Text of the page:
Nothing really can save the Media’s “Why Do Fools Fall in Love?” The cast tries, when allowed, to make a musical sequence pay, but Bean’s dreadful book, Newton’s express-train arrangements, and Dunn’s inability to give “Fools” a pace that keeps the audience comfortable overwhelm any attempt at making this production work. It isn’t even amiable fluff or mindless entertainment. It’s garbage.
Ashli Rian Rice is one game actress. If anyone could, she would bring life and cohesion to the affair as Sally. Rice is energetic and has the most permission to play a character with scope and natural voice and movements. The obstacles are too great for Rice to overcome, but I am grateful to Ashli for providing a character who at least looked as if she may force Bean’s nonsense into focus.
Victoria Mayo is saddled with the sad sack role, and her Millie never musters enough energy to be a central figure. The good news for Mayo is her songs register the truest and most in context. She galvanizes the show for a bit with both “Baby, I’m Yours” and “Hurts So Bad.” She may have been able to do more with the show’s strongest number, Dusty Springfield’s “You Don’t Have to Say You Love Me.” Positioned though it was to end the first act, and dramatic as Springfield’s song can be, Bean, Newton, or Dunn undercut the number by truncating it. One entire verse is removed. That verse helps the song build. It’s not a throwaway. Of course, it takes taste to know that. Mayo is left to belt half a song, the emotion of the last bars being mitigated by not having the deleted sections to draw from.
Lauren Cupples and Megan Rucidlo are both handicapped by character traits I hope they did not choose. Flo may be awkward and Deedee a little off the wall, but neither is a cartoon, and that’s the way Flo and Deedee are played.
Cupples acts well within the restrictions of her characterization, directions that make it hard to believe Flo exists in real life, but some of the blood is drained from the character by making her more like “Hairspray’s” Penny Pingleton than someone attending a 60s party. Cupples wrestles some redemption when she sings, and her medley in the second act is one of the strongest, most intense passages in a show that desperately needs such sequences.
Megan Rucidlo is stranded the most in left field in terms of direction. Deedee, even though the party honoree in the second act, doesn’t get the chances other characters have to burst past the book and staging via music. Rucidlo does a fine job with a ’90s song, Carol Bayer Sager’s “I Do,” but that constitutes her lone opportunity to shine.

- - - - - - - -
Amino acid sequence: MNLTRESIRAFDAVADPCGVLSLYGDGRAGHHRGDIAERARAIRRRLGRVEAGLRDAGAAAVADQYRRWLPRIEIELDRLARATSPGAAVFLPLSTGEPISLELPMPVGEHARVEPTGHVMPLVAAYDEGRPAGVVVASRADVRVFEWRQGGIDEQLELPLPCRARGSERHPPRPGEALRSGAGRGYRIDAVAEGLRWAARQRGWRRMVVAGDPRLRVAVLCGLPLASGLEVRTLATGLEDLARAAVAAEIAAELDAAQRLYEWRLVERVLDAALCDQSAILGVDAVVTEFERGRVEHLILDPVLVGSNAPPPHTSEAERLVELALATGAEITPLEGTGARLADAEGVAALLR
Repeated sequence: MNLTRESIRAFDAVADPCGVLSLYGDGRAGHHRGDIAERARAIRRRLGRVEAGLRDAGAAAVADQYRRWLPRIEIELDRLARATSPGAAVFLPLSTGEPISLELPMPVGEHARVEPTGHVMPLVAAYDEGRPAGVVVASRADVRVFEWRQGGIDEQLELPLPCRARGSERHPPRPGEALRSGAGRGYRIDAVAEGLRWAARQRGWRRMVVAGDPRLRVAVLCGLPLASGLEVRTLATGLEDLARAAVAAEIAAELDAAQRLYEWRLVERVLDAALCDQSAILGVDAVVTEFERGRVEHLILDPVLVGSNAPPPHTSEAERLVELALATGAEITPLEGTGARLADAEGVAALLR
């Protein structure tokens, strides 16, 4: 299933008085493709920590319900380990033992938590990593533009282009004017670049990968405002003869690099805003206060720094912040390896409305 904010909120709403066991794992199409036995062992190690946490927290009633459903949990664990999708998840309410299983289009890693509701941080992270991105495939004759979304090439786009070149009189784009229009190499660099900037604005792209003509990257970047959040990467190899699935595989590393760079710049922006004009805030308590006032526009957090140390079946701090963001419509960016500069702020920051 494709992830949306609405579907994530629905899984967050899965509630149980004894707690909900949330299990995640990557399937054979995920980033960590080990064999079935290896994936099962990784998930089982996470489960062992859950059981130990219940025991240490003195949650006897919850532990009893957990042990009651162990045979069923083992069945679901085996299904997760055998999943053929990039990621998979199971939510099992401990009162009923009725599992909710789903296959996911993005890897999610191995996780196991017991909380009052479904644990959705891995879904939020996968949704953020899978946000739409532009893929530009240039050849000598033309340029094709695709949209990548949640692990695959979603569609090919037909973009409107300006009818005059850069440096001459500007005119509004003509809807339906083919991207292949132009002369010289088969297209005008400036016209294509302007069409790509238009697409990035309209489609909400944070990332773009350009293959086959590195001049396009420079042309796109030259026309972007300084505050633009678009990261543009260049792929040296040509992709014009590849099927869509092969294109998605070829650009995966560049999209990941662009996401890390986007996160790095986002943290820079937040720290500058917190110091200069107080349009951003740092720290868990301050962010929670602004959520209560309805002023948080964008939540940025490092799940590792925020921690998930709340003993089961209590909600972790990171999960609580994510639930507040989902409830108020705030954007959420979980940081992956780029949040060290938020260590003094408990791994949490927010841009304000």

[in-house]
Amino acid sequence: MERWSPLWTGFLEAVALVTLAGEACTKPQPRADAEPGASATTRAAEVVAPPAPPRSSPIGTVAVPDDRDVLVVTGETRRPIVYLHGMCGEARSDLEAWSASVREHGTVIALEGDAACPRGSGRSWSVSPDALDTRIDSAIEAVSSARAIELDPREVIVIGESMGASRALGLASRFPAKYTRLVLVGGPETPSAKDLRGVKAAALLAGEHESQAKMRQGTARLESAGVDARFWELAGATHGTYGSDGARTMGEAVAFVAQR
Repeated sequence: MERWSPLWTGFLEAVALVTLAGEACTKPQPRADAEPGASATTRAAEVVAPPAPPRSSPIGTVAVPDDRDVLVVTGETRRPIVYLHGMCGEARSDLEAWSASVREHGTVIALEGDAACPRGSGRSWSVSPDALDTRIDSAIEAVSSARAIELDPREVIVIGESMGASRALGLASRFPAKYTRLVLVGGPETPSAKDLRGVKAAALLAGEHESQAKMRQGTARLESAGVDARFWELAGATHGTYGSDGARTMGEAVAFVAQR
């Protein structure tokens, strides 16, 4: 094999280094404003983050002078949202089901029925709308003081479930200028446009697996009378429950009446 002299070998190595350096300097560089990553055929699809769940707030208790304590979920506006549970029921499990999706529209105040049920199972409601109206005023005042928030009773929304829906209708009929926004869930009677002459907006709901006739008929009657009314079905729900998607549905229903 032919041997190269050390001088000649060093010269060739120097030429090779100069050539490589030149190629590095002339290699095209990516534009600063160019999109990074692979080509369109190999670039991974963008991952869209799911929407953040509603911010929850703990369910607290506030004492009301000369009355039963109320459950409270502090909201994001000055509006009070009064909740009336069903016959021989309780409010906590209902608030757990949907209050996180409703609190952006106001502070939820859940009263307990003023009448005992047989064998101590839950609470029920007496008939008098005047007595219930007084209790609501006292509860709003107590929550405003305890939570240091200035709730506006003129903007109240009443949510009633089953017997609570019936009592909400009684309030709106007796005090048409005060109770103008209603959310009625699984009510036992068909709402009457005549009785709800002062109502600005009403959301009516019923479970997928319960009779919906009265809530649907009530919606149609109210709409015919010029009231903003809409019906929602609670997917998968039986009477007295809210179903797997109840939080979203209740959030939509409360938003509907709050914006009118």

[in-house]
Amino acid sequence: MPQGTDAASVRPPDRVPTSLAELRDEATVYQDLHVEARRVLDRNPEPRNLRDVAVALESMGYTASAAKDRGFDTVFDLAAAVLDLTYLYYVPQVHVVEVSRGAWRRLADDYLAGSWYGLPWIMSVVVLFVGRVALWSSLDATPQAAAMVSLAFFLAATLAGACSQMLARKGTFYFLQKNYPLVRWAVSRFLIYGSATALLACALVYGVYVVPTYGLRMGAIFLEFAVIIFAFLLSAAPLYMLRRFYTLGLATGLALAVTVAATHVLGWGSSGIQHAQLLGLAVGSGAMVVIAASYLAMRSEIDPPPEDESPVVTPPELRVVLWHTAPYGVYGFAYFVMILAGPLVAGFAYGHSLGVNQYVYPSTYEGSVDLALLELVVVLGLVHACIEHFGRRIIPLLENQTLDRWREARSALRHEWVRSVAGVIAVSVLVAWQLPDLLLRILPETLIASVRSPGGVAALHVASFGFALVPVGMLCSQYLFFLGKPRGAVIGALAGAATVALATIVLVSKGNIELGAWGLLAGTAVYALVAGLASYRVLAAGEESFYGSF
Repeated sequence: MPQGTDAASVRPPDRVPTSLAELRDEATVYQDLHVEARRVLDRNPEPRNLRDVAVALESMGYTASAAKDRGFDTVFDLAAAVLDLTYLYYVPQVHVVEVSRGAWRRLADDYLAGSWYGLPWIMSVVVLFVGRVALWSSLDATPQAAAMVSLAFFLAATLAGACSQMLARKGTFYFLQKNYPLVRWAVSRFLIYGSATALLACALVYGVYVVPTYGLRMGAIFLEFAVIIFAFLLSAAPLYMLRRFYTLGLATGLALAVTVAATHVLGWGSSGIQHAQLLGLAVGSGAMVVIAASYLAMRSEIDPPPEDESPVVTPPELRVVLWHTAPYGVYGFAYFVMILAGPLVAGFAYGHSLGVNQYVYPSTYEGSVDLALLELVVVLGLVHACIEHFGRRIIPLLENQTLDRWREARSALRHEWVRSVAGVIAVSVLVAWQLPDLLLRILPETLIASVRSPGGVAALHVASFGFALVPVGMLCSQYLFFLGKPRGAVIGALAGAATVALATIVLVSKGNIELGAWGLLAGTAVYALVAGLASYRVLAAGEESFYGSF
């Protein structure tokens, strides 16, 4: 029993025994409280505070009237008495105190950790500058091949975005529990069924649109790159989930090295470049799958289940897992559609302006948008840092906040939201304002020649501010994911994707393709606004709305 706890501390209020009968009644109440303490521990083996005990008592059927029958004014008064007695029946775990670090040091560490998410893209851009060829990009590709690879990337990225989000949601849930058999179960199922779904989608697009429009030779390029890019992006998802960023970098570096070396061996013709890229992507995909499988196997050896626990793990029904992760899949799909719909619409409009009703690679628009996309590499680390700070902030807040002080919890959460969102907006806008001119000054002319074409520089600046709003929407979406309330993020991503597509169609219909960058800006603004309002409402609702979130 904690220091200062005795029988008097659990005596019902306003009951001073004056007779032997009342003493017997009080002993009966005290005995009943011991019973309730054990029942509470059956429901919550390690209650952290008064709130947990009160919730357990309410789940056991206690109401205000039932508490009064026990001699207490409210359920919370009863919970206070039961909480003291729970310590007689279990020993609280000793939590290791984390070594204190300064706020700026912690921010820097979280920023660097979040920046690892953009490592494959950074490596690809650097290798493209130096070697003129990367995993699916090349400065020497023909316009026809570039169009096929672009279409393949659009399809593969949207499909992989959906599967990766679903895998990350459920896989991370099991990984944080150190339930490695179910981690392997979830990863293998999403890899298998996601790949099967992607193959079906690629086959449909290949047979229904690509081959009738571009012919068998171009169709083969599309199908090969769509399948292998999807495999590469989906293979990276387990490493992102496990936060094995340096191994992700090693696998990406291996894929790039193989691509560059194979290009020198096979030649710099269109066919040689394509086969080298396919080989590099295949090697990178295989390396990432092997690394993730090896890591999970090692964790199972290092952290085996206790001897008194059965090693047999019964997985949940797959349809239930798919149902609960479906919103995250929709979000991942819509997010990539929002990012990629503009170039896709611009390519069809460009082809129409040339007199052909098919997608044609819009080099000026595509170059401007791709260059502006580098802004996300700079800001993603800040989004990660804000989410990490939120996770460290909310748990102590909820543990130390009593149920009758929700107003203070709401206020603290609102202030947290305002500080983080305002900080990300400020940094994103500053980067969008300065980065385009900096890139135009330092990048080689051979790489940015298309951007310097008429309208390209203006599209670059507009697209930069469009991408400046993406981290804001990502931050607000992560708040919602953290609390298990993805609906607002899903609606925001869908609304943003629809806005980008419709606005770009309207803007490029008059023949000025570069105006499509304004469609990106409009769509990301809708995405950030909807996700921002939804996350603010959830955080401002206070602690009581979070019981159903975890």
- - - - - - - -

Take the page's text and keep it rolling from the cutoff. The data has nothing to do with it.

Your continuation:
I wish I had more good to say. I flippantly said the show looks as if no effort was given to make it work. I am sure much effort was. Sometimes things go wrong. Dann Dunn did wonders with the Media’s “Spamalot,” a show that moved liked clockwork and was flawless in character definition. It was included on my 2013 Philadelphia Theater Critic’s Award list for Best Productions.
I have seen Mayo and Cupples enough to be aware of the quality of work of which each is capable. I can’t wait to see Rice in a role that lets her loose to show her full ability. It will be overpowering. Rucidlo has a strong voice, and acted well according to the way she has told to play her character. I look forward to seeing her again as well.
Robert White’s set has some nice touches in terms of ’60s decorations. Properties designer Allison Ward shares the credit for that.
“Why Do Fools Fall in Love?” runs through Sunday, March 30 at the Media Theatre, 104 E. State Street, in Media, Pa. Showtimes are 7:30 p.m. Wednesday and Thursday, 8 p.m. Friday and Saturday, 2 p.m. Wednesday and Saturday, and 3 p.m. Sunday. Tickets are $42 with discounts for seniors and children age 12 and younger. They can be obtained by calling 610-891-0100 or going online to www.mediatheatre.org.
Remember, Ann Crumb is Norma Desmond and Elisa Matthews in Betty is “Sunset Boulevard” when it arrives at the Media in April.